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Title: Give classes auto implemented properties and initializing constructors in C#

classes with auto implemented properties

Auto Implemented Properties

Typically classes implement a public property with a private variable known as the property's "backing field" or "backing store." You then use property procedures to give the program access to the private variable. For example, the following code shows how a Person class might implement a FirstName property.

private string _FirstName; public string FirstName { get { return _FirstName; } set { _FirstName = value; } }

Here the variable _FirstName is the backing field. The FirstName property's get and set accessors simply return and set the value in _FirstName.

Philosophically this provides better encapsulation than simply declaring a public FirstName field, but in practice it's not that big a deal. There are some technical differences, but for most programs the difference is small.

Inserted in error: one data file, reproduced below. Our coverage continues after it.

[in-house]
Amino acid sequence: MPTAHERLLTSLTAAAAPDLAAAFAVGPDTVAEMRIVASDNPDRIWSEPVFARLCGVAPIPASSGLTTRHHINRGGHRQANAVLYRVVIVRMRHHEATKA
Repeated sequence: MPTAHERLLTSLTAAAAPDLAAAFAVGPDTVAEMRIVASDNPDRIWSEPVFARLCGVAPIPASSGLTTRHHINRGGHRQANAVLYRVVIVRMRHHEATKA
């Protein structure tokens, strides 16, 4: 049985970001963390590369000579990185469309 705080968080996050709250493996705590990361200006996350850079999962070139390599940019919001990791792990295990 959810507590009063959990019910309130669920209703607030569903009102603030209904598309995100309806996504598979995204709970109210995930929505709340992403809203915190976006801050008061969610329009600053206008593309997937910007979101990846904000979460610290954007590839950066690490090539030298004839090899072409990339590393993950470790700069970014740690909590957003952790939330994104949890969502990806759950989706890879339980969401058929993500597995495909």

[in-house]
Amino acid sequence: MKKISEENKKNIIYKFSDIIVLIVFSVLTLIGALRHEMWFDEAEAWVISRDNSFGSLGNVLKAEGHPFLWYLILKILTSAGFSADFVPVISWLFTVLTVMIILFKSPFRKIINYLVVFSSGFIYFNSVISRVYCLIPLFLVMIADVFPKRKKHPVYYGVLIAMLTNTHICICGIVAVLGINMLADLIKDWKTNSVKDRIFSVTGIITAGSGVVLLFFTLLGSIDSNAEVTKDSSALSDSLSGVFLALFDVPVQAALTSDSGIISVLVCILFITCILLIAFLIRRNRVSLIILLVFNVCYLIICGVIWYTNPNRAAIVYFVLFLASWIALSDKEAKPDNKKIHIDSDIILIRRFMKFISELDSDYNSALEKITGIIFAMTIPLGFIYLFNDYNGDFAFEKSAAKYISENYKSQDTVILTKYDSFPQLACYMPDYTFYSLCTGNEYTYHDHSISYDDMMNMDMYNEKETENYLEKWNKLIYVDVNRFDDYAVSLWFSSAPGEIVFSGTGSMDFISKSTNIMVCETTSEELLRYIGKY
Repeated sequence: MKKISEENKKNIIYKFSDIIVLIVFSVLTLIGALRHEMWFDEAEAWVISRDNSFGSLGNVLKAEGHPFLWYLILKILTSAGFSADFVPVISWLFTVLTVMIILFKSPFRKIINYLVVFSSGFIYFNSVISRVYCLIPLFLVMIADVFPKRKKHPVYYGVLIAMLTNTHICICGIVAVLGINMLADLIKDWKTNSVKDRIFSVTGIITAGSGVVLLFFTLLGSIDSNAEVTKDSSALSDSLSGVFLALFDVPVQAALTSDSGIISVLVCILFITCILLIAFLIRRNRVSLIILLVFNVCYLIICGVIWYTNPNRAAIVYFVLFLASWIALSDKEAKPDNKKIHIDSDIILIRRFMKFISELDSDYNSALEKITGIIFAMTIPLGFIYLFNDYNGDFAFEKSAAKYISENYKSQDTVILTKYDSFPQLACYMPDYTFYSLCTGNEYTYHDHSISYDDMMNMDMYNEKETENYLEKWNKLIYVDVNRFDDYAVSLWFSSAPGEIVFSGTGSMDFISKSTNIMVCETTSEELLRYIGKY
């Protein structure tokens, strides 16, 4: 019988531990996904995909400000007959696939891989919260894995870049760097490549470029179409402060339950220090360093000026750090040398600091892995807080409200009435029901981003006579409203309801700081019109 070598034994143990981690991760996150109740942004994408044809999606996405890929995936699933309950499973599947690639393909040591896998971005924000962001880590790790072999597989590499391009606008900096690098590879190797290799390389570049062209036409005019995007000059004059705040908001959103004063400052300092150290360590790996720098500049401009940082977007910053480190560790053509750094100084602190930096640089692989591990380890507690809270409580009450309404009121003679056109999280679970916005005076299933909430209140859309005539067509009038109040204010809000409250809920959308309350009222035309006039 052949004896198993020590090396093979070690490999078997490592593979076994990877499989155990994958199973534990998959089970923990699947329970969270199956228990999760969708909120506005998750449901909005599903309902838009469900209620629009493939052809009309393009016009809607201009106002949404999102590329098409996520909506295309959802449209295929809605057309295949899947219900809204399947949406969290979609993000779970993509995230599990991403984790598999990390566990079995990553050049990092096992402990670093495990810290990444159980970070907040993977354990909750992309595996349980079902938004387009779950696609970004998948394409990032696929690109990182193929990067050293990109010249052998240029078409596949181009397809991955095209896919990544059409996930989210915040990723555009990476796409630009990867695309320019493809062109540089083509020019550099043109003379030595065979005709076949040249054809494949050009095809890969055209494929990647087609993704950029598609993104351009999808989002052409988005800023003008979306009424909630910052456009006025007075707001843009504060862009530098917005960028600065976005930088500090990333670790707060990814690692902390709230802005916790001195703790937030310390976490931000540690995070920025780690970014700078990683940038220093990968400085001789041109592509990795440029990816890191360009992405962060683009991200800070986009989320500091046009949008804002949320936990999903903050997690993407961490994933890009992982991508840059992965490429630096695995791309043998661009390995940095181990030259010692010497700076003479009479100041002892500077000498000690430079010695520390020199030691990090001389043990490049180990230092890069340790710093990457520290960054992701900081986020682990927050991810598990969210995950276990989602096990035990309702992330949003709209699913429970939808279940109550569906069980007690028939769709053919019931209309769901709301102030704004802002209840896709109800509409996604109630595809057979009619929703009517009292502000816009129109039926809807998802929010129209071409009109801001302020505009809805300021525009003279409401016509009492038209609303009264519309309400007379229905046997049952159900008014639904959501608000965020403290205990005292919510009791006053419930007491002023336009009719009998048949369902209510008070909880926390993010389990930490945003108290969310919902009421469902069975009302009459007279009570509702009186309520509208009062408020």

To make using this kind of simple property easier, where there's no additional logic, C# lets you build auto-implemented properties. The following code creates an auto-implemented LastName property. The result is similar to that of the FirstName property but without all of the extra code that doesn't really do much.

public string LastName { get; set; }

Initializing Constructors

An initializing constructor is simply a constructor that takes parameters and uses them to initialize the new object. The following constructor initializes a Person object's FirstName and LastName properties.

public Person(string firstName, string lastName) { FirstName = firstName; LastName = lastName; }

The example program uses the following code to easily initialize an array of Person objects.

Person[] people = new Person[3]; people[0] = new Person("Jethro", "Tull"); people[1] = new Person("Pink", "Floyd"); people[2] = new Person("Lynyrd", "Skynyrd");

Download the example to experiment with it and to see additional details.

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